In 2000 Doyle Sailmakers came up with an interesting new technology, which they patented. It's called a Swing Batten, and it's just that: a batten that swings from horizontal when the sail is flying to vertical when you want to roll the sail
A Swing Batten is just that: a batten that swings from horizontal when the sail is flying to vertical when you want to roll the sail away.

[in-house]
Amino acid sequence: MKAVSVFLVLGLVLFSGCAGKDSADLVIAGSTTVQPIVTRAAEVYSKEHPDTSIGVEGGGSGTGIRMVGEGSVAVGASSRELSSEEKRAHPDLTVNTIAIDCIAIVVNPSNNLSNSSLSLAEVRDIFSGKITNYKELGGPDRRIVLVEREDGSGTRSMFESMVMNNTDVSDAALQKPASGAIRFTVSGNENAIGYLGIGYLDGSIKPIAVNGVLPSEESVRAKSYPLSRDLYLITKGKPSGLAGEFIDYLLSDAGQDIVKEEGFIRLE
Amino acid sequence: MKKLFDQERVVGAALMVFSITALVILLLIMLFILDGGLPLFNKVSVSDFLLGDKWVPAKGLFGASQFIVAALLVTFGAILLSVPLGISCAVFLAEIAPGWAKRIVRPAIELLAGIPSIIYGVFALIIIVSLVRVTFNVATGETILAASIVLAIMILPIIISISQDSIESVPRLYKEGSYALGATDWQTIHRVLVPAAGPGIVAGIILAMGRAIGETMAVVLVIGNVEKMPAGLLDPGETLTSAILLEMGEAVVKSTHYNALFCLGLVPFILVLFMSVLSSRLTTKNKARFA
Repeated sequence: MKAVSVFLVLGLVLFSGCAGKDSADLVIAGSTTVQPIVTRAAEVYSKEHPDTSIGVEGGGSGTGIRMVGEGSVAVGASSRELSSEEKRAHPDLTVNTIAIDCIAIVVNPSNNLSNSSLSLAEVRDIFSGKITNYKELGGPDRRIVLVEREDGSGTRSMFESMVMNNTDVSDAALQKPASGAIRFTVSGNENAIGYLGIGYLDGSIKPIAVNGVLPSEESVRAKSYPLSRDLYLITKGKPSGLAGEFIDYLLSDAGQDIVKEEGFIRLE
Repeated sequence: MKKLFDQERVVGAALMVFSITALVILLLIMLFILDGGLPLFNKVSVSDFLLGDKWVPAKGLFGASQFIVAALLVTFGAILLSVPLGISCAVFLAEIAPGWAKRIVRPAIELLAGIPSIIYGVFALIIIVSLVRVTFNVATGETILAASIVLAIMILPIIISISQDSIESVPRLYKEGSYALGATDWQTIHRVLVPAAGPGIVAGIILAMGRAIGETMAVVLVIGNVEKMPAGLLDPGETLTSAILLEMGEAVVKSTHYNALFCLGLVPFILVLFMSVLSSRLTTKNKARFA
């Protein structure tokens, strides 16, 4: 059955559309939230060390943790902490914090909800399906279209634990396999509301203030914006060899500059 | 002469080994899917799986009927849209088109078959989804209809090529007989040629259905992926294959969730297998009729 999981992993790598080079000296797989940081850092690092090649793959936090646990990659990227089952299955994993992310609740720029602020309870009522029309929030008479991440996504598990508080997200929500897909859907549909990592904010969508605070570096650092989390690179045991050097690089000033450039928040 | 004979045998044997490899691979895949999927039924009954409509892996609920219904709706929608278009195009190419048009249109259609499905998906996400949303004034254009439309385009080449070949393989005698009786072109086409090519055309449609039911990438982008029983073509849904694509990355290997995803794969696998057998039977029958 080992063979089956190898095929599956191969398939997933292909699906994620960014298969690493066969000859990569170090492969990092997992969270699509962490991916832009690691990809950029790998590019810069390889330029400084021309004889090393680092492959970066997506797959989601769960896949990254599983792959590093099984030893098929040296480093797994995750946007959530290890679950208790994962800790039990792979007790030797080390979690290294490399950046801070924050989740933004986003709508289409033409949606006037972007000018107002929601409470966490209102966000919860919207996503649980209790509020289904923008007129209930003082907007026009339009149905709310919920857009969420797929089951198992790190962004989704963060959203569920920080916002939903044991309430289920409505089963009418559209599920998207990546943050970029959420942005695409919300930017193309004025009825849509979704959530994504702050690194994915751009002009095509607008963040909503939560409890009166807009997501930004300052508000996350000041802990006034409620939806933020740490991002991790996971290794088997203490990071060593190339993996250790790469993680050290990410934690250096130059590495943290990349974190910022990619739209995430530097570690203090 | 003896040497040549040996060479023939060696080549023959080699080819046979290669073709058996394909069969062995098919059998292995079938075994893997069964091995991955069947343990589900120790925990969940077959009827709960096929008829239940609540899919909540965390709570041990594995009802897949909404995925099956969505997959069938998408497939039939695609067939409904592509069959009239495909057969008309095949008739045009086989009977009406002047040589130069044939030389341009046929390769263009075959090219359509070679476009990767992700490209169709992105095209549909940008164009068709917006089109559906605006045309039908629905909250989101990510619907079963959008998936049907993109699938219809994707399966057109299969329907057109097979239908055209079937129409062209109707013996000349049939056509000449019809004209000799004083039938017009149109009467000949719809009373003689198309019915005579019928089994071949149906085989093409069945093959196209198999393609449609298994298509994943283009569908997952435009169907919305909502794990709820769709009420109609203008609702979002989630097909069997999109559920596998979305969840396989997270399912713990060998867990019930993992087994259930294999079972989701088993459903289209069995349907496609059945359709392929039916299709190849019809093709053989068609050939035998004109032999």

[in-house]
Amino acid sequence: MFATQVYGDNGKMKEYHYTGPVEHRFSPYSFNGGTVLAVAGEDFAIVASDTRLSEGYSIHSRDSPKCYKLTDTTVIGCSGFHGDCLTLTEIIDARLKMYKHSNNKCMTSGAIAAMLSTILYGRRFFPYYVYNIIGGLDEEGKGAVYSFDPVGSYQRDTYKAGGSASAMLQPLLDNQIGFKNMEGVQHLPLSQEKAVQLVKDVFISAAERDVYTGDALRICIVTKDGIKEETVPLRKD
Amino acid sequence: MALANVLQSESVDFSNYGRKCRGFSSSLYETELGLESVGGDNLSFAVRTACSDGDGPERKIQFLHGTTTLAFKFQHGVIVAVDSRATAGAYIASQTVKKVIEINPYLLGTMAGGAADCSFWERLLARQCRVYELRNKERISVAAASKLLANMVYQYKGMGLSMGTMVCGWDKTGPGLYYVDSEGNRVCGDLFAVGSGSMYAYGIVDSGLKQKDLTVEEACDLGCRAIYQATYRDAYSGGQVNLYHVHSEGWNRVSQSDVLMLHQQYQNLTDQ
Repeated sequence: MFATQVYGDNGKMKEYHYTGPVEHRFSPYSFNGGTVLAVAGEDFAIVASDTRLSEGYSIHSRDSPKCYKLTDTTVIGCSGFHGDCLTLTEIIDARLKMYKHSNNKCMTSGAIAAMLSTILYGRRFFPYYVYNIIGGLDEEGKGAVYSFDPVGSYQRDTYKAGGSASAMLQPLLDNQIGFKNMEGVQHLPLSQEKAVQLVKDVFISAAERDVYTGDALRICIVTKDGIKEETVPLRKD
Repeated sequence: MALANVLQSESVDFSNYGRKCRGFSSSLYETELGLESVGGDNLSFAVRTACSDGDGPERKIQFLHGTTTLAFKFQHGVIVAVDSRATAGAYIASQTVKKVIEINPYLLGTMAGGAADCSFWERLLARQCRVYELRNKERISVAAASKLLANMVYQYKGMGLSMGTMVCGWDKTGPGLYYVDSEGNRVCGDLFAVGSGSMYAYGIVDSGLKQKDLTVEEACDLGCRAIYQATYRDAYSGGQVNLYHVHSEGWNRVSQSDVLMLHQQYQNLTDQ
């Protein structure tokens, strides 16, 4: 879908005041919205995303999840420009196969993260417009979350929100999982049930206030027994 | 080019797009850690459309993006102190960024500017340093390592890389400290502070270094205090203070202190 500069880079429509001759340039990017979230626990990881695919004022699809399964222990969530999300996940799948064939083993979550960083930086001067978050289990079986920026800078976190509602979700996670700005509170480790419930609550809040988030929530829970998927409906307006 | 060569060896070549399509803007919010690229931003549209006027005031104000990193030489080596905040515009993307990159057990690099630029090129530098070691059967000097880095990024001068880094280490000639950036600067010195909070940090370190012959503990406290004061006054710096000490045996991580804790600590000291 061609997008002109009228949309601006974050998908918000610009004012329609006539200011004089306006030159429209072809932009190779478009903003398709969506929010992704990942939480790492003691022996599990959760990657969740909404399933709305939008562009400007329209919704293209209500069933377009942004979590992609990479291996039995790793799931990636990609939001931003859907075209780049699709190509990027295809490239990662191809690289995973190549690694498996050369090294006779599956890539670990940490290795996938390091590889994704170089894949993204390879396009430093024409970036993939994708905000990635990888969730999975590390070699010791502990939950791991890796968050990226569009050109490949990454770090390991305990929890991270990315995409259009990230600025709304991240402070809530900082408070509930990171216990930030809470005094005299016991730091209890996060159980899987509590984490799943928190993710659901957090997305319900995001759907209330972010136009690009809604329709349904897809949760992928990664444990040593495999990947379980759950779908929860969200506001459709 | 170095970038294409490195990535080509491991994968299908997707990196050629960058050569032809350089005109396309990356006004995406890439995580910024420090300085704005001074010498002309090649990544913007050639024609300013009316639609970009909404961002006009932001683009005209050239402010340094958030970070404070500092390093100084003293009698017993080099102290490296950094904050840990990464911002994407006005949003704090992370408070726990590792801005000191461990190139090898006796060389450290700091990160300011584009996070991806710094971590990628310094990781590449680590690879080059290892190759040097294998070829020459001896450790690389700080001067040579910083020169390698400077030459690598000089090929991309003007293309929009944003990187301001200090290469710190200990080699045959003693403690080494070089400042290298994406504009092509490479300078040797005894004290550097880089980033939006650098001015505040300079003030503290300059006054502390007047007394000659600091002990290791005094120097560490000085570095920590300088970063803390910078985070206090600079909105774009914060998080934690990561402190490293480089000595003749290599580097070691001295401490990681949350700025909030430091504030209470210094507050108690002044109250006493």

away (Figure 7.5). This batten is hinged at the outboard end and is controlled by a continuous line attached to the inboard end. With the batten swung into place it acts like a conventional batten supporting a moderate amount of roach and adding sail area where it is needed most. When it comes time to roll the sail away, you simply pull on the control line located on the foot of the sail and the batten swings into a position parallel to the luff of the sail. The mainsail can then be rolled into the mast without any problem. While the Swing Batten is certainly a great idea, it does add one small level of complication to a sail, and it also adds to the price. For most sailors these details are easily overlooked when weighed against the advantages of the extra sail area. But for others any complication is one too many. Some sailors, especially those who value simplicity, will probably leave the battens off the sail.
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